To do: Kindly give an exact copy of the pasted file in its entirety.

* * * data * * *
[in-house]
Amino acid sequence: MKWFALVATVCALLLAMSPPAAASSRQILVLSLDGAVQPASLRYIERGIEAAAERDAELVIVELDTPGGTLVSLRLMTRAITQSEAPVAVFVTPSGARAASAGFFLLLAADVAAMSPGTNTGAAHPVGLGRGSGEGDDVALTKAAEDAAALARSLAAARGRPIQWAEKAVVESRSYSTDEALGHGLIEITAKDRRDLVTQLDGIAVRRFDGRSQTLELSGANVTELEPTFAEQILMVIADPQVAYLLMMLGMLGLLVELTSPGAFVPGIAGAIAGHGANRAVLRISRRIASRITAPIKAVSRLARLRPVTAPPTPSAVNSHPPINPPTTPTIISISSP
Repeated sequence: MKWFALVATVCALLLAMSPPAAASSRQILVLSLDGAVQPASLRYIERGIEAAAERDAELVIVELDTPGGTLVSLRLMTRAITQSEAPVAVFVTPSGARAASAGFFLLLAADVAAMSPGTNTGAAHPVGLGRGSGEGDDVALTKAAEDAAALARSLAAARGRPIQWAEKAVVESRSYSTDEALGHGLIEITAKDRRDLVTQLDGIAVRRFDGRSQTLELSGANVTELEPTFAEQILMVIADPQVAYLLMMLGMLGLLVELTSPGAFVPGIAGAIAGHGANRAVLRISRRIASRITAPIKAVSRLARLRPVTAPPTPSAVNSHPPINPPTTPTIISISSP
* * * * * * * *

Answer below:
[in-house]
Amino acid sequence: MKWFALVATVCALLLAMSPPAAASSRQILVLSLDGAVQPASLRYIERGIEAAAERDAELVIVELDTPGGTLVSLRLMTRAITQSEAPVAVFVTPSGARAASAGFFLLLAADVAAMSPGTNTGAAHPVGLGRGSGEGDDVALTKAAEDAAALARSLAAARGRPIQWAEKAVVESRSYSTDEALGHGLIEITAKDRRDLVTQLDGIAVRRFDGRSQTLELSGANVTELEPTFAEQILMVIADPQVAYLLMMLGMLGLLVELTSPGAFVPGIAGAIAGHGANRAVLRISRRIASRITAPIKAVSRLARLRPVTAPPTPSAVNSHPPINPPTTPTIISISSP
Repeated sequence: MKWFALVATVCALLLAMSPPAAASSRQILVLSLDGAVQPASLRYIERGIEAAAERDAELVIVELDTPGGTLVSLRLMTRAITQSEAPVAVFVTPSGARAASAGFFLLLAADVAAMSPGTNTGAAHPVGLGRGSGEGDDVALTKAAEDAAALARSLAAARGRPIQWAEKAVVESRSYSTDEALGHGLIEITAKDRRDLVTQLDGIAVRRFDGRSQTLELSGANVTELEPTFAEQILMVIADPQVAYLLMMLGMLGLLVELTSPGAFVPGIAGAIAGHGANRAVLRISRRIASRITAPIKAVSRLARLRPVTAPPTPSAVNSHPPINPPTTPTIISISSP